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The Right Resistance: 2022 political surf reality – no wave, no tsunami, and much work to do

“The sea doesn’t look right.”

Such should have been the reaction of most Democrats on Tuesday night as they glanced out across the vast expanse of federal midterm election “ocean” returns and spotted what appeared to be a supernatural phenomenon, namely an enormous blood red-colored tidal wave materializing on the horizon and only growing larger as the evening wore on.

But the more hours passed the smaller and less ominous the swell became until morning dawned and concerned folks were left wondering whether the bubbling water even reached the beach. If I didn’t know better, I swear fraud-fostering Democrats went out to sea and erected giant windmills to serve as breakwaters for the overwhelming tide of change. Though it still appears as though Republicans may/could end up with a House majority – and maybe even a slight advantage in the Senate – Democrats’ “woke” socialist fantasies remain very much alive.

At press time in the early hours of Wednesday morning, for example, the Pennsylvania U.S. Senate race was called in favor of brain-dead Democrat John Fetterman, a result so unfathomable as to be nearly impossible to contemplate. It’s not that Republican Mehmet Oz was destined to be the best senator ever, but Fetterman cannot function without reading what people say to him typed onto a screen.

I don’t know how many Pennsylvanians voted early – before the lone debate even took place on October 26 – but they couldn’t get their votes back and now it looks as though the 6’9” ogre with a strange looking bulge on his neck will represent their state for the next six years.

How could this be? Republicans and conservatives held such high hopes of reversing course from the disastrous policy direction of senile president Joe Biden and the Democrats, and as of now, it’s not even clear that the Democrats will have to contend with a 50-50 tie in the upper chamber in the coming Congress. Wisconsin Senator Ron Johnson and Republican challenger Adam Laxalt (Nevada) cling to small leads in their respective states, but Georgia’s Herschel Walker faces a runoff – at best – and what should have been didn’t materialize for the good guys.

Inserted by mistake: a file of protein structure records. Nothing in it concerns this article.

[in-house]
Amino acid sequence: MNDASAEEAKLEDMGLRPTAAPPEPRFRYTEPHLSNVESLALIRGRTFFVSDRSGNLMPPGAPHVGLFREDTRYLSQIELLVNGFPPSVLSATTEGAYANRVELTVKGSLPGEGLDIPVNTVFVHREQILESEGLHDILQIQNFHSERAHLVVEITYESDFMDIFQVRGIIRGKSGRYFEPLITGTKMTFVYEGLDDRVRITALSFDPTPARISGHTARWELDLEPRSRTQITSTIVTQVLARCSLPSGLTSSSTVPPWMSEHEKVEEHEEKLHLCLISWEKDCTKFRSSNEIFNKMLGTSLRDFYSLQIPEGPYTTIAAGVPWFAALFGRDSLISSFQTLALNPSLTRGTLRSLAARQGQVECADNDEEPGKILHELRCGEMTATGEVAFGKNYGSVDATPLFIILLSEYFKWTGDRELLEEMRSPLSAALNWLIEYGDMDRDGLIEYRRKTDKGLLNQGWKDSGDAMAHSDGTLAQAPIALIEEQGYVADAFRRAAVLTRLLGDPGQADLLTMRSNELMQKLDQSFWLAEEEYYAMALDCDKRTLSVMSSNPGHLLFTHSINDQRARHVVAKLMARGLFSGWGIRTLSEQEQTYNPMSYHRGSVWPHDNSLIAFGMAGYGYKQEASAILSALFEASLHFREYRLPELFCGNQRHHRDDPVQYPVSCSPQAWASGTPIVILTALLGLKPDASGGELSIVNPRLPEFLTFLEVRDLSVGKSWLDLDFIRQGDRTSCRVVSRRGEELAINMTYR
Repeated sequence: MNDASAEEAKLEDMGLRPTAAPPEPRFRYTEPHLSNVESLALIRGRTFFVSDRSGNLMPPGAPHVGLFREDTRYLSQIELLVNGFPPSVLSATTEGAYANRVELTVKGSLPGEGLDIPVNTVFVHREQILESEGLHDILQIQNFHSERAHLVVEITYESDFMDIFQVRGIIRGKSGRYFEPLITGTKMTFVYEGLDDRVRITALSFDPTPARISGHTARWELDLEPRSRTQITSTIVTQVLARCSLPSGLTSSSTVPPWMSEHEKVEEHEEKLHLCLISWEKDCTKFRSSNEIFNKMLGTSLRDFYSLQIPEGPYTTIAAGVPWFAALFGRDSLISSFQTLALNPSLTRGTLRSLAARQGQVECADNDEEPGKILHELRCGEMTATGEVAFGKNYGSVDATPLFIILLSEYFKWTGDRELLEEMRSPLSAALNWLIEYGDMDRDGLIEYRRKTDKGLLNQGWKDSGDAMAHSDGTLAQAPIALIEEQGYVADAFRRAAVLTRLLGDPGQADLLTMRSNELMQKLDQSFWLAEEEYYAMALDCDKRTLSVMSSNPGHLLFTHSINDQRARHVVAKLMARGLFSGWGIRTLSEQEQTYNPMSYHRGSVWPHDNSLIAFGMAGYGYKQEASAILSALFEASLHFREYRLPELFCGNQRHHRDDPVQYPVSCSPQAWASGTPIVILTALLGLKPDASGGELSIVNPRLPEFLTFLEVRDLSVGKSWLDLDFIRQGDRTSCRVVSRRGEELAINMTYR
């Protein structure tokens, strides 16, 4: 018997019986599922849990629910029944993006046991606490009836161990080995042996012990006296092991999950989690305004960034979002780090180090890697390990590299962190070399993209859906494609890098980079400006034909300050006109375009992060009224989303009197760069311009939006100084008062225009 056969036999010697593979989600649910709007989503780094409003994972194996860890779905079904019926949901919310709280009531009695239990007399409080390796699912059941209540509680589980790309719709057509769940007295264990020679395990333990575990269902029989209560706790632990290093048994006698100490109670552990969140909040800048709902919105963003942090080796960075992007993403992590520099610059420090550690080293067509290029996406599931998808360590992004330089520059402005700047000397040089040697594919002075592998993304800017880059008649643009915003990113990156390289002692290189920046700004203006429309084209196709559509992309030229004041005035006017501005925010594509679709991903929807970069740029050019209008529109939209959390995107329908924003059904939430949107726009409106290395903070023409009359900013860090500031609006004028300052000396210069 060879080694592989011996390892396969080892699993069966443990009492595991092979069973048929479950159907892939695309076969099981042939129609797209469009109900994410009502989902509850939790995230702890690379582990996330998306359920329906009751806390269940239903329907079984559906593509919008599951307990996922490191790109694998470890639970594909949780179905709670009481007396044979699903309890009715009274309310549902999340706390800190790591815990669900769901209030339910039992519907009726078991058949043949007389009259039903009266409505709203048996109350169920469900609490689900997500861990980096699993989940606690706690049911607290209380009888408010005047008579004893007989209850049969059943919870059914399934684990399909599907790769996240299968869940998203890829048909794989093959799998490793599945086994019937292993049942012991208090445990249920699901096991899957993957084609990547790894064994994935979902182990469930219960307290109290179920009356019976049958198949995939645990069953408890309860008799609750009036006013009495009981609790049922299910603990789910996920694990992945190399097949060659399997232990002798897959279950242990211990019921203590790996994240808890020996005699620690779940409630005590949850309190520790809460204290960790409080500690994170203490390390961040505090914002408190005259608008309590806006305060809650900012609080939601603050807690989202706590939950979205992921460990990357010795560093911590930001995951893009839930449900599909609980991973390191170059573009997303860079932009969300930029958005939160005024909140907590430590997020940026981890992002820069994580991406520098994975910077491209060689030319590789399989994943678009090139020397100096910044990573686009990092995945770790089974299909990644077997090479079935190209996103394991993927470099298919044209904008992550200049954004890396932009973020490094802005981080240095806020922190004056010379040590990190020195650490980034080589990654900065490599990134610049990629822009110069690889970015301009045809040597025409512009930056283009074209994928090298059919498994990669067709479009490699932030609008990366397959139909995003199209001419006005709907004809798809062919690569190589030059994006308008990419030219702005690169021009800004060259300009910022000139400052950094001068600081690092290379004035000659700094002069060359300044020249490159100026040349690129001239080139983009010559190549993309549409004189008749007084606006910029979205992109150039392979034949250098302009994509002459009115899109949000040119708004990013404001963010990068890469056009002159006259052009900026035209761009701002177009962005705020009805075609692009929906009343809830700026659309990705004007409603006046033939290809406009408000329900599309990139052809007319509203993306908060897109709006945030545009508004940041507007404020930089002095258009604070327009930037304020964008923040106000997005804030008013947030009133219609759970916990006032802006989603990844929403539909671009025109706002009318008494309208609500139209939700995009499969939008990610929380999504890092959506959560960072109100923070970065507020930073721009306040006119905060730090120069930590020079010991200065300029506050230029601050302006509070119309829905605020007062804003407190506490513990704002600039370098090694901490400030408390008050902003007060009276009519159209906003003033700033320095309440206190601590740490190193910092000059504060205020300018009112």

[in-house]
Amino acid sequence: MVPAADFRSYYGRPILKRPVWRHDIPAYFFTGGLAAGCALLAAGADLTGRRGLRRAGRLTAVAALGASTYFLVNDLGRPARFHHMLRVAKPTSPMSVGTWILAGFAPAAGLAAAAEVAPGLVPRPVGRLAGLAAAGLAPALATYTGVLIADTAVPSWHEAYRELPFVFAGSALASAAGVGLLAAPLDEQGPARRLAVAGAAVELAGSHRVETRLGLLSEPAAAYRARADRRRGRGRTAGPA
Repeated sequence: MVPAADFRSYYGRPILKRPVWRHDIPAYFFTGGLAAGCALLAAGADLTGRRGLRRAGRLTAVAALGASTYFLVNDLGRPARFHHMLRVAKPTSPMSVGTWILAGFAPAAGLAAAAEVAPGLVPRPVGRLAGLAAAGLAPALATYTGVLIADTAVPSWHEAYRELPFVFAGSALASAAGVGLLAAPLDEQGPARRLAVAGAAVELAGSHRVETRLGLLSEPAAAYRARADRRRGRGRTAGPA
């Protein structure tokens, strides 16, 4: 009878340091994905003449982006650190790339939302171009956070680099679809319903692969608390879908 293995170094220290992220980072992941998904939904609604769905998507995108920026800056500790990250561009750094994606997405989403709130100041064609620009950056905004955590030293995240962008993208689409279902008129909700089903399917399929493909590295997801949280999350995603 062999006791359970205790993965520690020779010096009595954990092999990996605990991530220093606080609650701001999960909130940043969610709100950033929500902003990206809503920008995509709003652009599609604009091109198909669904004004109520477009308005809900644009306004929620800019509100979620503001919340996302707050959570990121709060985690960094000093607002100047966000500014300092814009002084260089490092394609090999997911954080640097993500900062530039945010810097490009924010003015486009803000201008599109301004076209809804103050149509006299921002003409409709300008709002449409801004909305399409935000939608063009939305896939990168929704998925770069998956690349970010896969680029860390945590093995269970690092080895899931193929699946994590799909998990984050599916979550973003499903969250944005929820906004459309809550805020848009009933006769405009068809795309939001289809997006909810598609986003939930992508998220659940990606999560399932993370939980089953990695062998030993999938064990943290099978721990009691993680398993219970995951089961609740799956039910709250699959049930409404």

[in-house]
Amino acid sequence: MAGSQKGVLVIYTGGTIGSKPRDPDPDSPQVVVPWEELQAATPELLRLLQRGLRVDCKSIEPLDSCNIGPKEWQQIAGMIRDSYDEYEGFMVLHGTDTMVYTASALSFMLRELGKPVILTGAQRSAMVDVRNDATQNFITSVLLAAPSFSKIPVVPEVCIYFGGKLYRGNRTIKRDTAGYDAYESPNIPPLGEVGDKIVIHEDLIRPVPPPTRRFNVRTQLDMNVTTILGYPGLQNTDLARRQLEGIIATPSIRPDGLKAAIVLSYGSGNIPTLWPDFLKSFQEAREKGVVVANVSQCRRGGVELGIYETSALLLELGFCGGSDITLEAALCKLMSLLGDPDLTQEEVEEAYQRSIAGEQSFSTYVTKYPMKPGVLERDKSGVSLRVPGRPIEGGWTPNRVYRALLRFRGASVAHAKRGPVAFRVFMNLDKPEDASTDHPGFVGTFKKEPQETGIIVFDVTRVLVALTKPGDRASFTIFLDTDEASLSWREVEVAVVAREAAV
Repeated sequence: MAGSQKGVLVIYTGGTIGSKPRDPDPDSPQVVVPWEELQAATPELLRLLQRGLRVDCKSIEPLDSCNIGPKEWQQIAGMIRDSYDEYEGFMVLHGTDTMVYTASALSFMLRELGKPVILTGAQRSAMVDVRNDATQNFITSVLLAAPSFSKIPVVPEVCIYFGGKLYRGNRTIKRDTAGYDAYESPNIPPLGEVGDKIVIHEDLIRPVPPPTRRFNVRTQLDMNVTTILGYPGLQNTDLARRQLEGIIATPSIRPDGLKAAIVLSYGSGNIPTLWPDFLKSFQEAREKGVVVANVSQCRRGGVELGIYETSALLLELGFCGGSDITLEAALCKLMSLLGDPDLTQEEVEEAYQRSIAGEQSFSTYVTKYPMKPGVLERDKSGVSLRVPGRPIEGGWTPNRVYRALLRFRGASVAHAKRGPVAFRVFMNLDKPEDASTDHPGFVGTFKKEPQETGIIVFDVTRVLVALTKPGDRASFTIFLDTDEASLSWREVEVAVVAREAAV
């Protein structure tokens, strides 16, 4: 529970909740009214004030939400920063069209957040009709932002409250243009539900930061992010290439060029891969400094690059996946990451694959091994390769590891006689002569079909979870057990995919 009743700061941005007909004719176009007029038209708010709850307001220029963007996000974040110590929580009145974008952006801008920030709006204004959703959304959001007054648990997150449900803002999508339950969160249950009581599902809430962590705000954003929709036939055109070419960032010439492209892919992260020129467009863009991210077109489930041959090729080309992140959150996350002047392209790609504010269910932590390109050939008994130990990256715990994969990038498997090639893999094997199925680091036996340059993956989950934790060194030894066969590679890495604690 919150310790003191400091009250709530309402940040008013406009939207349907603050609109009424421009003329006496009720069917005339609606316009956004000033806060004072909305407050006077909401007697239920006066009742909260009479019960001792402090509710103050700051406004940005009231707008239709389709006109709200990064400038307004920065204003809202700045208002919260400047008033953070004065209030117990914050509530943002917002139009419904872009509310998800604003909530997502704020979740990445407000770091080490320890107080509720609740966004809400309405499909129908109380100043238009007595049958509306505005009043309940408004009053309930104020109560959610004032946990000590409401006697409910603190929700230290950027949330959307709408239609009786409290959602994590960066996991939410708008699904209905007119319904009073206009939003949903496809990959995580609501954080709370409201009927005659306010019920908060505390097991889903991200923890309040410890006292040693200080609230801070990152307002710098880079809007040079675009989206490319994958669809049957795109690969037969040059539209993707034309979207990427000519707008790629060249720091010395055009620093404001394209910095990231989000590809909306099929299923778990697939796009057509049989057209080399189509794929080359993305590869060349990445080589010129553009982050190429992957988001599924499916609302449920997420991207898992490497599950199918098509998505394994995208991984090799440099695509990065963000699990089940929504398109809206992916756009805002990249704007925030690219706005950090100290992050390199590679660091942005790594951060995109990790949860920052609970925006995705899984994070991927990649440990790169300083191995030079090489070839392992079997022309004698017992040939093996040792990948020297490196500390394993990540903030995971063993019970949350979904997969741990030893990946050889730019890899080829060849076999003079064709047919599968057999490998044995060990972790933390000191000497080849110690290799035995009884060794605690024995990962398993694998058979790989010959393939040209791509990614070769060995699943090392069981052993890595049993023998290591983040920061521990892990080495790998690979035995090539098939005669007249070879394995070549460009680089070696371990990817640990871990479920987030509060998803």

Watch the stock market as the day progresses on Wednesday. One of the Fox News Hosts (Maria Bartiromo) said early in the evening that markets like divided government. Well, America has an ideologically divided population, but control of Congress remains still up in the air. I’m guessing the uncertainty will send stocks crashing, the latest hit to retirement portfolios and dreams of salvaging something out of this crappy, government debt financed post-COVID economy.

Success – and power – are fleeting. Usually. Senator Mike Lee, who won his reelection bid in Utah, indicated that other day that it wouldn’t be “Business as usual” in the senate next year if Republicans gained control. We can only hope that Lee gets a chance to be right. Will Mitch McConnell, assuming he’d be returned as Senate GOP leader, agree to change the “business”? Not sure I’d be willing to bet on that one.